An Investment Path Strewn With Banana Peels
Three prominent risks could cause markets to trip in the coming days: the Federal Reserve’s monetary policy announcement, the United Auto Workers (UAW) strike, and the federal budget impasse.
Let’s start with the Federal Reserve. The economic calendar this week is relatively light, which makes Fed policy especially dominant in the news. All eyes are on the unelected bureaucrats who toil in the Marriner S. Eccles Federal Reserve Board Building in Washington, DC.
The betting is that the Fed will pause its interest rate tightening at the end of the Federal Open Market Committee (FOMC) meeting Wednesday, but perhaps hike again at its December FOMC meeting. Investors are in wait-and-see mode.
Global equities seem to be in a holding pattern as well. European inflation remains a concern and China’s economy continues to sputter. Crude oil has become a more prominent part of the investment narrative, with prices hovering above $90 per barrel and apparently on their way to the $100/bbl threshold.
The surge in crude oil prices is good news for the coffers of OPEC+ and for energy investors, but bad news for inflation fighters. Higher energy costs make the Fed’s job tougher.
In addition to the Fed’s actual decision, investors will of course parse every word uttered by Fed Chief Jerome Powell. Whether Powell proves aggressively hawkish in his remarks and tanks the markets is always a source of suspense.
U.S. stocks barely moved Monday. On Tuesday, the main U.S. indices closed lower, as follows:
- DJIA: -0.31%
- S&P 500: -0.22%
- NASDAQ: -0.23%
- Russell 2000: -0.42%
The Fed also will provide economic forecasts on Wednesday. The good news is, moderating jobs growth gives the Fed a justification for standing pat on rates. However, as he has in recent press conferences, Powell probably will leave the door open to further hikes.
It’s also a good omen that Treasury yields have barely budged lately, with the 10-year benchmark rate sitting at around 4.36%. A move above the 4.50% level would represent a bearish sign, but for now, the bond market seems to concur that the Fed tightening cycle is nearing an end.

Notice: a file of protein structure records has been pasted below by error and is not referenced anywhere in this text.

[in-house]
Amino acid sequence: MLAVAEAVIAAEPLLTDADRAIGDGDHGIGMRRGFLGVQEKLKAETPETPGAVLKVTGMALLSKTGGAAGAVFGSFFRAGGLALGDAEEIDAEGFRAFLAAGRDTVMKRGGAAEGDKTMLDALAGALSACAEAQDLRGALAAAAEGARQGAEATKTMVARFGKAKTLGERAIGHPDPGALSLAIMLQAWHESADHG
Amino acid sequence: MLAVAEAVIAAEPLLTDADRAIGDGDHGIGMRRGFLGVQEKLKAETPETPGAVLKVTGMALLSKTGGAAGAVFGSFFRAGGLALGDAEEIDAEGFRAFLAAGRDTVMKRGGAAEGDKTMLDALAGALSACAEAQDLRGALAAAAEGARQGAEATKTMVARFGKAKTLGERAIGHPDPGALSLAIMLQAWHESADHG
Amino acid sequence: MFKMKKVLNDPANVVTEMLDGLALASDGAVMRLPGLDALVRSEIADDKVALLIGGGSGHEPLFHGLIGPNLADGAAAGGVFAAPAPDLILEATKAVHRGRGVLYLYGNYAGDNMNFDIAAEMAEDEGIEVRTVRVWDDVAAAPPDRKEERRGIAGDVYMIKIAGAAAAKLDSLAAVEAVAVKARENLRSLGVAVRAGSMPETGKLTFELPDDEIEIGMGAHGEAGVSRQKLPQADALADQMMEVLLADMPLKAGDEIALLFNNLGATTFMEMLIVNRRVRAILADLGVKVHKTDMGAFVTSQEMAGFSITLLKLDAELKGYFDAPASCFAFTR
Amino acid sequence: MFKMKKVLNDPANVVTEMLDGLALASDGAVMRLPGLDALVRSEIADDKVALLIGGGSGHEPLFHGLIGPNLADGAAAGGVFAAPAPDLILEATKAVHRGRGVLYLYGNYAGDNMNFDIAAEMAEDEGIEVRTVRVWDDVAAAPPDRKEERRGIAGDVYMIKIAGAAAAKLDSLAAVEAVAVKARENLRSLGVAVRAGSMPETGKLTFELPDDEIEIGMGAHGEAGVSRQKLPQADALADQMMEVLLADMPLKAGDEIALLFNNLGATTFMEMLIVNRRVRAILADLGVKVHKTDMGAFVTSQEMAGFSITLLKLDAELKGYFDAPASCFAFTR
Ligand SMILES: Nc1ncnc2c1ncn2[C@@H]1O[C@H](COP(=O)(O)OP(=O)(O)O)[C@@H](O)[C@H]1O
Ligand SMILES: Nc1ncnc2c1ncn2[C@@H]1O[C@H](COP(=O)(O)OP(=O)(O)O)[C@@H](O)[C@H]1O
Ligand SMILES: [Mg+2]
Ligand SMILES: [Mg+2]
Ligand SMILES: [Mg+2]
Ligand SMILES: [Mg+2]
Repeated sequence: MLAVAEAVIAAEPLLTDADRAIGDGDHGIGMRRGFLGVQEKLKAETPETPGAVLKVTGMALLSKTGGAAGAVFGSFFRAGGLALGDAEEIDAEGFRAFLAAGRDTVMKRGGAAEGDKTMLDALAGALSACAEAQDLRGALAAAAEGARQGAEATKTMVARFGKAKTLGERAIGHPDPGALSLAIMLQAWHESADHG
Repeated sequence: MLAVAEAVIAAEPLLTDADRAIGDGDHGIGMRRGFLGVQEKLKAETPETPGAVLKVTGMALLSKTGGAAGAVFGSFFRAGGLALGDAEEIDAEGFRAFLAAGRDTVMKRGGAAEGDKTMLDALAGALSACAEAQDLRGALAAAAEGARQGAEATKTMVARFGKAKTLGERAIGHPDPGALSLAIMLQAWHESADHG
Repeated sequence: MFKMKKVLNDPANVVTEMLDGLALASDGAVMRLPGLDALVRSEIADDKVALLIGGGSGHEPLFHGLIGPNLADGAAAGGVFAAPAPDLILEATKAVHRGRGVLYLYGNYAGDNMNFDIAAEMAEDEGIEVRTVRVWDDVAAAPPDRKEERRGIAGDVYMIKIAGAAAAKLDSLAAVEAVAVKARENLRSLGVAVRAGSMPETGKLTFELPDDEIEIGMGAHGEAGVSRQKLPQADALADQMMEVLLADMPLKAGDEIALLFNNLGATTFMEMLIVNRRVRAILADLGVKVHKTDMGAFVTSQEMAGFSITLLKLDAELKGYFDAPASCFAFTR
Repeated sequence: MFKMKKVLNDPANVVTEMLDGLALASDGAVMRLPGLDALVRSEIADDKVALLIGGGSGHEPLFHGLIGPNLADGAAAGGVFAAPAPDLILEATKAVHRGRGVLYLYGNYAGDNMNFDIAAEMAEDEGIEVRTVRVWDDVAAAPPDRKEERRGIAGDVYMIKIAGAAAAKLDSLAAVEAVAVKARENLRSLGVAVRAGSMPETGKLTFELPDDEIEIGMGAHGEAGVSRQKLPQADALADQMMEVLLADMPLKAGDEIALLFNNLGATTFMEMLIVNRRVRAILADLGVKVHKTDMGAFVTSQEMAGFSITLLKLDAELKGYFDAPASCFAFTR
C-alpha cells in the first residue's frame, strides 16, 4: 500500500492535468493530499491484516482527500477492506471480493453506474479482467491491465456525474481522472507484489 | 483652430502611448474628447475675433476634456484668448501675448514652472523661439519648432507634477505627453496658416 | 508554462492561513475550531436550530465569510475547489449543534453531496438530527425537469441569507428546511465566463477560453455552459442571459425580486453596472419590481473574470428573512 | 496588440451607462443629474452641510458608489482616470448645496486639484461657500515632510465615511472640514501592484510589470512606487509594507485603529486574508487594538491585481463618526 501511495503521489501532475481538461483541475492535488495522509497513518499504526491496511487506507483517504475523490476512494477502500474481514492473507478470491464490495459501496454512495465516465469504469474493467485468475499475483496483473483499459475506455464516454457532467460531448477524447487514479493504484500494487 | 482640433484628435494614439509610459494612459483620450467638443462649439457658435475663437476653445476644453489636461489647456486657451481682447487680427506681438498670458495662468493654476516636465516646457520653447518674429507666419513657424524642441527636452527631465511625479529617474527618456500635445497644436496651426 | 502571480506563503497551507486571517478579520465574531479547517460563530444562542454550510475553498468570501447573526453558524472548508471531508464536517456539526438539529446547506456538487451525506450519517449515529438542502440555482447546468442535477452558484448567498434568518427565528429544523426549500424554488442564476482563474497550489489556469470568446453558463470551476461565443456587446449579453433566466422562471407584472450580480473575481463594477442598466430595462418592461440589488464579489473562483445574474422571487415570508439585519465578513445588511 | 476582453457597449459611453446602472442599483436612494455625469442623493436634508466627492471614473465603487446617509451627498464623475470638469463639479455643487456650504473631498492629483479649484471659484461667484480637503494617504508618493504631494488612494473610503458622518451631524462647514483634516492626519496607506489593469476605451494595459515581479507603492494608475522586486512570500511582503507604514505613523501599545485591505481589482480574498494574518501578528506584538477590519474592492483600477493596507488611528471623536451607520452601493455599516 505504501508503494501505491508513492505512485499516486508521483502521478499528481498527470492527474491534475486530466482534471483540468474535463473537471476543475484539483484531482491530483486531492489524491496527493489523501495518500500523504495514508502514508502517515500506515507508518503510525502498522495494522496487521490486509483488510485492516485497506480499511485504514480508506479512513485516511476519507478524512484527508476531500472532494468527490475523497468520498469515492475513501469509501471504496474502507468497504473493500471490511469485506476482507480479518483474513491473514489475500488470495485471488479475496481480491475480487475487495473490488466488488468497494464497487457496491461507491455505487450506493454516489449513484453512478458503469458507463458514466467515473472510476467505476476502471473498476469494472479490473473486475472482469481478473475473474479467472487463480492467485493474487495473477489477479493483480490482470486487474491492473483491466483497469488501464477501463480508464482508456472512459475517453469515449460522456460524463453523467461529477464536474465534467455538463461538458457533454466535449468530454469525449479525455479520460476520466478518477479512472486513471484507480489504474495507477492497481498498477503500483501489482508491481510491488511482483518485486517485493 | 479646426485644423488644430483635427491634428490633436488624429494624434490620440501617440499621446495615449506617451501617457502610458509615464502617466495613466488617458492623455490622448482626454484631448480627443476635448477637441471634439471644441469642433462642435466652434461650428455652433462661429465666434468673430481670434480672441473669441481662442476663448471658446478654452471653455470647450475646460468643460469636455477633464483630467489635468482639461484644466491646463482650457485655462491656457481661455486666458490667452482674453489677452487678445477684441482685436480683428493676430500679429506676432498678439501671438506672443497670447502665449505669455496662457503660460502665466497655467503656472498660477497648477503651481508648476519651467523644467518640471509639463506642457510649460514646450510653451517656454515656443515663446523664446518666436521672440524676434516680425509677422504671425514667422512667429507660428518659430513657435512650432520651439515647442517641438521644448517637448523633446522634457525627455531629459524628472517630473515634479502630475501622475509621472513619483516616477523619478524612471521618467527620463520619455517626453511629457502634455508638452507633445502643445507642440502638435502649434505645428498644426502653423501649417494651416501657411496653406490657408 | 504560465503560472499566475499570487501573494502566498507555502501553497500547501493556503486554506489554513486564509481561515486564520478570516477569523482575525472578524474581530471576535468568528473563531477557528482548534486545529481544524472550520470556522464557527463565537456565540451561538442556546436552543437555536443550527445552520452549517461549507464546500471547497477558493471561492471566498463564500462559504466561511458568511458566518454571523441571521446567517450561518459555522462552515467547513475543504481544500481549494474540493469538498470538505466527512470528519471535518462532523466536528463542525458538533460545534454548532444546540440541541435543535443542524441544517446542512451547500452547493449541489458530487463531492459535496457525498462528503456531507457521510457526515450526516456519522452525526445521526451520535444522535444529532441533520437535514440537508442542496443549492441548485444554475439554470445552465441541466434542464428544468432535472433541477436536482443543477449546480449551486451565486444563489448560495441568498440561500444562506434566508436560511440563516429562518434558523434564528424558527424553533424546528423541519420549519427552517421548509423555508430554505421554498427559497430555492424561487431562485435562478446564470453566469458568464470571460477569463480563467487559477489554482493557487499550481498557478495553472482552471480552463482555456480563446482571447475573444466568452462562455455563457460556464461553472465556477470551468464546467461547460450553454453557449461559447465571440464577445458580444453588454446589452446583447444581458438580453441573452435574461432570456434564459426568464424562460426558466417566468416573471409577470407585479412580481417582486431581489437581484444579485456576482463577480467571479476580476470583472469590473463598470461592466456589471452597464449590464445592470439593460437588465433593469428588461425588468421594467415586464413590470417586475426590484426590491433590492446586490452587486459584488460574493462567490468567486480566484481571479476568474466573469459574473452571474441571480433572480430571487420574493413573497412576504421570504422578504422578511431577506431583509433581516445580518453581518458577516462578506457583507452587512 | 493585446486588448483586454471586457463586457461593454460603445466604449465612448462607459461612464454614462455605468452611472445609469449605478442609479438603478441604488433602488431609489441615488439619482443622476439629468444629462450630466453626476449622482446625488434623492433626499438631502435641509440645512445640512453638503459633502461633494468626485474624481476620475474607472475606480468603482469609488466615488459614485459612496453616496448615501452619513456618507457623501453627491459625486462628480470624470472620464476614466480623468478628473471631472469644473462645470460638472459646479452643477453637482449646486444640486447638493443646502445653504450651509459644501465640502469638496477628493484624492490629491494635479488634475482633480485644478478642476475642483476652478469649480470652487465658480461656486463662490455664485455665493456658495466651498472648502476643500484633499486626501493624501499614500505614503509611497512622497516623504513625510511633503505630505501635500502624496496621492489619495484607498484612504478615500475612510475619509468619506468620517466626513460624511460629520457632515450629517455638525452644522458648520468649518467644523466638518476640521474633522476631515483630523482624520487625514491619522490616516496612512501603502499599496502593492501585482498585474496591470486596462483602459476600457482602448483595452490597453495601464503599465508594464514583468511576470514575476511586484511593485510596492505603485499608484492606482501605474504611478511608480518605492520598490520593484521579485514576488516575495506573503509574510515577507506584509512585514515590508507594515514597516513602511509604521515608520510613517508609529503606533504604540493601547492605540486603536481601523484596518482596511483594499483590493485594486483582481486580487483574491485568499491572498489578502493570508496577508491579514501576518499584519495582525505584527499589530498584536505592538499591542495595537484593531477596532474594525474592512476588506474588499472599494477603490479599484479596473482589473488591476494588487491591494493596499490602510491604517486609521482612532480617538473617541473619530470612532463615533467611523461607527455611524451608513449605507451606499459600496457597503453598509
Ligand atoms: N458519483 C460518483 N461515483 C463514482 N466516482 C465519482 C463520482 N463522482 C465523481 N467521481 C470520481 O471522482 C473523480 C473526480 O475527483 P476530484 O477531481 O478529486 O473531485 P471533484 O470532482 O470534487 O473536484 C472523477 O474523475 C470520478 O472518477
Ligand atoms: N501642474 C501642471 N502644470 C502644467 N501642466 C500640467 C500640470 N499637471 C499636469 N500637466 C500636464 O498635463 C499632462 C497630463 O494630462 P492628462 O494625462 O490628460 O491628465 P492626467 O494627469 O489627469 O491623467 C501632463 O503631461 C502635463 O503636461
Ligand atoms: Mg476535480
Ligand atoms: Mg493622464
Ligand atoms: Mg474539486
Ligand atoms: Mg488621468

As of this writing, the CME Group’s FedWatch tool puts the chances of a rate pause at a whopping 99% (see chart).
Source: CME Group
Looming as threats to the economy, and thereby making a Fed pause more likely, are the autoworker strike in Detroit and the budget wrangling in Washington.
UAW negotiations with the “Big Three” automakers continue with no deal in sight, which could create a drag on U.S. gross domestic product. Among its demands, the UAW wants an agreement that extends to all factories, even those in the South and Southwest that make electric vehicles (EVs).
The future of “green” energy is at stake, because EV manufacturing requires fewer workers, which poses a threat to workers who make conventional, more labor-intensive gasoline powered vehicles.
(Groucho) Marxism Comes to Washington…
Meanwhile, the implacable ultra-conservative faction in the GOP-controlled U.S. House seems hellbent on shutting down the government, which would be disastrous for the financial markets and economy.
Hardliners in the House are insisting on draconian budget cuts that have zero chance of passing the Democratic-run Senate. The intra-party feud within the GOP has gotten so fierce, House Speaker Kevin McCarthy (R-CA) is in danger of getting ousted from his post by the far-right.
On Tuesday, reports surfaced that a draft resolution to remove McCarthy was found discarded in a baby changing station in a bathroom under the House floor. The motion had been drafted by McCarthy’s nemesis, Rep. Matt Gaetz (R-FL). It remains a mystery as to who left the resolution in the bathroom, and whether the culprit did it on purpose or not.
Washington has become a screwball comedy. Except it’s not funny.
Congressional ineptitude continues to plumb new depths. Rancor and mistrust have reached epic levels. Negotiators routinely renege on promises. Integrity is out the window.
As Groucho Marx once said: “Those are my principles, and if you don’t like them… well, I have others.”
When brinkmanship occurs in Congress, a face-saving resolution is usually reached. However, in recent years, the art of legislating has been replaced by political theater. Some politicians don’t want solutions; they want to burn down the house.
Lawmakers are approaching a September 30 deadline to reach an agreement to keep the federal government funded or else risk a shutdown. If the government shuts down, the stock market is likely to plunge. Brace yourself.
And if you’re nervous about all the uncertainty I’ve just described, consider the advice of my colleague, Robert Rapier.
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John Persinos is the editorial director of Investing Daily.